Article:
In the rest of this article, the author considers four reasons why companies should consider reviewing, modifying and/or reformulating their intercompany agreements in the post-BEPS era. The reasons we are debating are not exhaustive, but they are linked by a common theme – that the form of an agreement can influence the content of this agreement – and show why inter-comcompany agreements remain important in this world of pro-substantial transfer pricing. Import existing intercompany agreements and build standard templates that can be customized for each global transaction in any jurisdiction. Avoid repeated data entry and use built-in logic to speed up the design process. There is no need to restart contracts from scratch, and the reference rules will help you correct errors. Beps focused on the rules for intangible assets. The above observations regarding the increased importance of the economic substance apply similarly. With respect to intangible assets, it should be expressly emphasized that legal ownership alone is no longer sufficient to allocate the (residual) benefits of the marketing of intangible assets to a company. Audits will need to specify which entity will assume the economic functions (risks) related to development, improvement, maintenance, protection and valuation (marketing), as well as the importance of the respective functions for intangible assets.  The corresponding classifications should be properly taken into account in both contract research agreements (strategic objectives, milestone tracking, non-results-based remuneration) and licensing agreements (right to sublicensing, specifications and participation in marketing activities, etc.). The importance of periodic review cannot be underestimated. The subject should check regularly whether the intercompany agreements are up to date and reflect the real situation.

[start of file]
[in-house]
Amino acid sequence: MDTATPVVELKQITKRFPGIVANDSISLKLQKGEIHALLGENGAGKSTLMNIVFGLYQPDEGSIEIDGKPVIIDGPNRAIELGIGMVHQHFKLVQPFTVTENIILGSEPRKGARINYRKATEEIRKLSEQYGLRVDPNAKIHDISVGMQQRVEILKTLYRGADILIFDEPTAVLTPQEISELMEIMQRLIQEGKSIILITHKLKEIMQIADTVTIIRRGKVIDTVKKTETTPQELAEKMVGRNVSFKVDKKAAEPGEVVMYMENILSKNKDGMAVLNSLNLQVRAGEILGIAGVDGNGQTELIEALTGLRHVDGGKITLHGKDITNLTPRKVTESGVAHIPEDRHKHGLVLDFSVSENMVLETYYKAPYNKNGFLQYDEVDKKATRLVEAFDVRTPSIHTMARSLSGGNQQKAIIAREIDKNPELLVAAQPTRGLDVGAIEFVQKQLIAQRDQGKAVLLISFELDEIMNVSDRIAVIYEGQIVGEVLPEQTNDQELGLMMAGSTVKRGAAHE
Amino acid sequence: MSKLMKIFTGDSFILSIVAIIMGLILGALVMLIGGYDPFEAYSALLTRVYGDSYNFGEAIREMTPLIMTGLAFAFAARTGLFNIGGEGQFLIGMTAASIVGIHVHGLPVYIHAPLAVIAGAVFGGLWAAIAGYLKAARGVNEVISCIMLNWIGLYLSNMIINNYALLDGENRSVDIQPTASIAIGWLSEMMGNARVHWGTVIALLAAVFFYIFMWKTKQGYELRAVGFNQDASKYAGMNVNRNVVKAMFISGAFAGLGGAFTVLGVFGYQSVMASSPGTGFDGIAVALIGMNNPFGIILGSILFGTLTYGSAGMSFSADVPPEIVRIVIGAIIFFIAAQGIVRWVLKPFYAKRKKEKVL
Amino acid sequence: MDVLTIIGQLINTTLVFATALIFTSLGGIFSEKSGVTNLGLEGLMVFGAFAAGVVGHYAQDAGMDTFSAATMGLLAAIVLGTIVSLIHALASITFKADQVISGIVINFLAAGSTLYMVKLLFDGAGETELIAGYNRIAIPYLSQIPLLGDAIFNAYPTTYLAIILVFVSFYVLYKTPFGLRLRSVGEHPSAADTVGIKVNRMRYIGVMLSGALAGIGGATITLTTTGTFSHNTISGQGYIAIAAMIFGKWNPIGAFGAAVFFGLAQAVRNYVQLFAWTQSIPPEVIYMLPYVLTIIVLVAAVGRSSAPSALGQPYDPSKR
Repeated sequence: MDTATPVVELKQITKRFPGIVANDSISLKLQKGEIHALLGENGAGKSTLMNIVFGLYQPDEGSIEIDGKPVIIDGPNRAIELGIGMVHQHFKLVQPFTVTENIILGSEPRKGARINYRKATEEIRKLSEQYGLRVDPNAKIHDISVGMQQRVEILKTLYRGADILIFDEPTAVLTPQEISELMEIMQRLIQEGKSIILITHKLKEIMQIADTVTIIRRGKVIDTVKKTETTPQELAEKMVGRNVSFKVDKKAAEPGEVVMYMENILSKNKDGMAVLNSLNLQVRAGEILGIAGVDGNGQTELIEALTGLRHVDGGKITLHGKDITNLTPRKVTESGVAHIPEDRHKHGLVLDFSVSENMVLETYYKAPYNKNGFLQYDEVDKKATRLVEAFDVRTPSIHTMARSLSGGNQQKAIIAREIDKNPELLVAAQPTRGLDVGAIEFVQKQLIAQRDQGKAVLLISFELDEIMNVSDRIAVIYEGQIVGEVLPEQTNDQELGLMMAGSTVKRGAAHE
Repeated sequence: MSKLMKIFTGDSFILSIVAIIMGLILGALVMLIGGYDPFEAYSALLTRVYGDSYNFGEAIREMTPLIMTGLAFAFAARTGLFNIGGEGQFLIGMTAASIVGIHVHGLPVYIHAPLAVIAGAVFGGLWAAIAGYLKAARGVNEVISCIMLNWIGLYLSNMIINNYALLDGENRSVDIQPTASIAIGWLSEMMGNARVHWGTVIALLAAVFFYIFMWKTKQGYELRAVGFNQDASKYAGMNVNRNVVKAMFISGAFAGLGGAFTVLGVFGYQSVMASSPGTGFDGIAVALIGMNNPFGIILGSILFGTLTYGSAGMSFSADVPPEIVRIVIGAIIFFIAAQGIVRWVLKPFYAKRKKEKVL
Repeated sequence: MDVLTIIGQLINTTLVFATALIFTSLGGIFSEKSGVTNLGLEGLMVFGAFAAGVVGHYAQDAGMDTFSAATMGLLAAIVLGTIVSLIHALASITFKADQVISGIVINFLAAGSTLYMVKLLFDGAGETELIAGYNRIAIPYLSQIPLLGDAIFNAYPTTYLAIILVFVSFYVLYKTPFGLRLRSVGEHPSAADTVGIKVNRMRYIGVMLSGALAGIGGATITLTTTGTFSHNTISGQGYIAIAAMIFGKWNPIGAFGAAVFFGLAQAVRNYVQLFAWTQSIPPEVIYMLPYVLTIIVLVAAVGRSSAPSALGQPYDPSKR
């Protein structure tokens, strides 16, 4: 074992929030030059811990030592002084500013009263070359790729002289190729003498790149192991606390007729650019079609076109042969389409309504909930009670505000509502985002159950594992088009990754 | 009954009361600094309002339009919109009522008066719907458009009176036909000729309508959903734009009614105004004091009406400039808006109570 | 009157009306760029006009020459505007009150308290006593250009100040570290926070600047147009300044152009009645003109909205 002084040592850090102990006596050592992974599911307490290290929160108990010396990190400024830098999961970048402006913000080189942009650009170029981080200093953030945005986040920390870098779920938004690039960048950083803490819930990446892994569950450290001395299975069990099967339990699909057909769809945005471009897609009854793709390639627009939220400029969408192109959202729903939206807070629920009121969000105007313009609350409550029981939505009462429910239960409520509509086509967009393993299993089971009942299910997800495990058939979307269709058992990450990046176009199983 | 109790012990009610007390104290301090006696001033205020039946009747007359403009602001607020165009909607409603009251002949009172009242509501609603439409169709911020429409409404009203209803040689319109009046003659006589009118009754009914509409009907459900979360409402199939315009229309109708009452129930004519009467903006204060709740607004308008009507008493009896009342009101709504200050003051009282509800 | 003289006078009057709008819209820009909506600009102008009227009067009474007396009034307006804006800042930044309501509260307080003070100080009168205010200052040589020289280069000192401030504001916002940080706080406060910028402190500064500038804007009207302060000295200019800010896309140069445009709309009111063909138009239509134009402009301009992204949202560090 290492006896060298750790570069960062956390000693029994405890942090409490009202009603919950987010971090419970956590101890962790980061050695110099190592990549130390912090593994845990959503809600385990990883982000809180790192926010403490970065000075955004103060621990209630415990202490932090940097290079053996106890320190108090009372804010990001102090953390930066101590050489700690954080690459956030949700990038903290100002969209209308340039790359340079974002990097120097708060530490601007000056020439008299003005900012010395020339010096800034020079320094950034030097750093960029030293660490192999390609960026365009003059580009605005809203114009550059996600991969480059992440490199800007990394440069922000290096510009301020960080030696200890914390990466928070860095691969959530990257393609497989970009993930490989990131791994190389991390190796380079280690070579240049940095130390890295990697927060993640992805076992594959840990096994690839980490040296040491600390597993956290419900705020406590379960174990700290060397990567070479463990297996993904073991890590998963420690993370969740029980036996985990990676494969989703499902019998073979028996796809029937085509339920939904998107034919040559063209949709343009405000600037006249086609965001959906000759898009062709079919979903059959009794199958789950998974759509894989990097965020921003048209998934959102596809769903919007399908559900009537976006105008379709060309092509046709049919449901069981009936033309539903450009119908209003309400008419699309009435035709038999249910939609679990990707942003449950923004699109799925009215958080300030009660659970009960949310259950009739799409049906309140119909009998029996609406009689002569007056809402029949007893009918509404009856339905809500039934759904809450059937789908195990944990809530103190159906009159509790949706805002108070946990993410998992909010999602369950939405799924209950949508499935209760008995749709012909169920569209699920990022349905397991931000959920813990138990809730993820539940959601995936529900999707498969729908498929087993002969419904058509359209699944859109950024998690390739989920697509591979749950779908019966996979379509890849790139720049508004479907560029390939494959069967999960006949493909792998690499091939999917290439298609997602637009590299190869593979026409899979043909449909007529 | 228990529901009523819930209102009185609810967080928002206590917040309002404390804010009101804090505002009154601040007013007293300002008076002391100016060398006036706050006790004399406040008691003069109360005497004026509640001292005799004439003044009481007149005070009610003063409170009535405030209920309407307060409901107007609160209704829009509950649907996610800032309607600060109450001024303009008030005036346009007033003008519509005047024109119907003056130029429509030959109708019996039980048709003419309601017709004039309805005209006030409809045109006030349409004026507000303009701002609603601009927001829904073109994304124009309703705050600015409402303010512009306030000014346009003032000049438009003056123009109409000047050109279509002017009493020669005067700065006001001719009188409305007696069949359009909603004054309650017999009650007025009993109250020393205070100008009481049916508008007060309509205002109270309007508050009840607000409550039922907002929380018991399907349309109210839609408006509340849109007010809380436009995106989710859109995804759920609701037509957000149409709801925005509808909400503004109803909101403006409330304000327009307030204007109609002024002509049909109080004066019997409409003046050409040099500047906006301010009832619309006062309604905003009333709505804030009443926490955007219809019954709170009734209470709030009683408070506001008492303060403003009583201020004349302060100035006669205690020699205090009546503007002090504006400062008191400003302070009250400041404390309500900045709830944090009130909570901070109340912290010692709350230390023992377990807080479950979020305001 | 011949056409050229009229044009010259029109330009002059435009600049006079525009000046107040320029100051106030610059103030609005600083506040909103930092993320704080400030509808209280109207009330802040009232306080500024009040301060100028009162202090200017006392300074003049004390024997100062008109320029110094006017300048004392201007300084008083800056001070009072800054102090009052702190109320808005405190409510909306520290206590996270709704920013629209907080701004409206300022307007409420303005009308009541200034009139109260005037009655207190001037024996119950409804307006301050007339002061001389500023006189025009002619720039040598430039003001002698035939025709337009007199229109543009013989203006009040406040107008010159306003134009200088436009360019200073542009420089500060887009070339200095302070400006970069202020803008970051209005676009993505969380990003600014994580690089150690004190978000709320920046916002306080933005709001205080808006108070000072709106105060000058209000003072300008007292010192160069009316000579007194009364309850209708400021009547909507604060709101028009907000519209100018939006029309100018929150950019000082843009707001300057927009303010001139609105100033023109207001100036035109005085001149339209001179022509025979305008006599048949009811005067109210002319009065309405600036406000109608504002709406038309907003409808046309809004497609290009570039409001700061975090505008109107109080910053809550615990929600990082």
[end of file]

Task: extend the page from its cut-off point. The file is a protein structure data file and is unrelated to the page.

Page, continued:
In the absence of an intercompany agreement, the starting point of the functional analysis is the behaviour of the parties (i.e. the content itself) which may lead the tax authorities to present their own views on the functions, risks and expected results and the behaviour of the parties for the length of the arm. In addition, tax inspectors are increasingly looking for evidence that the information presented in the “Functional Analysis of Transfer Pricing Documentation” section reflects the actual behaviour of the parties. Intercompany agreements, when properly implemented, are often seen as compelling evidence of the parties` actual behaviour by tax inspectors. In most cases, the burden of proof falls on the taxpayer, so the time is spent in advance in compiling intercompany agreements, often time and effort that is well spent. It is clear that intercompany agreements remain important to tax authorities. Taxpayers are often asked to provide copies of their intercompany agreements when applying for transfer pricing, and the Australian Taxation Office (ATO) even requires Australian taxpayers to enter into intercompany agreements with the filing of the Australian Local Act. In some legal systems, year-end adjustments are only permitted if they are made on the basis of a legally binding intercompany agreement in force at the beginning of each year.
Even before the first notifications in Action 13, tax authorities are beginning to look at existing principles and request business-to-business audit agreements. I spoke with Mike Manuel, Director of Transfer at Texas Instruments (TI), about his past experience and the IT process for dealing with intercompany agreements. He found that TI has always been very careful to stay abreast of its intercompany agreements. In addition, the implementation of transfer pricing policies is often removed from the tax function within a company and responsibility is entrusted to operational services.